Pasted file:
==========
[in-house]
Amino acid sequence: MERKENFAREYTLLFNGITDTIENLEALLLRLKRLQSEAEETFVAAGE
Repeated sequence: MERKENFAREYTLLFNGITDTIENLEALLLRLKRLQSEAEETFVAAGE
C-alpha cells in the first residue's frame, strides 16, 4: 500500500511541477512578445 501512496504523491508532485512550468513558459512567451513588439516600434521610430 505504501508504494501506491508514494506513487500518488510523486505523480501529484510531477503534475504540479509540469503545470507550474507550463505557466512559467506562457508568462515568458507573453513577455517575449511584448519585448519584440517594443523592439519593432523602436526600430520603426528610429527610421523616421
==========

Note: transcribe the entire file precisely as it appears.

[in-house]
Amino acid sequence: MERKENFAREYTLLFNGITDTIENLEALLLRLKRLQSEAEETFVAAGE
Repeated sequence: MERKENFAREYTLLFNGITDTIENLEALLLRLKRLQSEAEETFVAAGE
C-alpha cells in the first residue's frame, strides 16, 4: 500500500511541477512578445 501512496504523491508532485512550468513558459512567451513588439516600434521610430 505504501508504494501506491508514494506513487500518488510523486505523480501529484510531477503534475504540479509540469503545470507550474507550463505557466512559467506562457508568462515568458507573453513577455517575449511584448519585448519584440517594443523592439519593432523602436526600430520603426528610429527610421523616421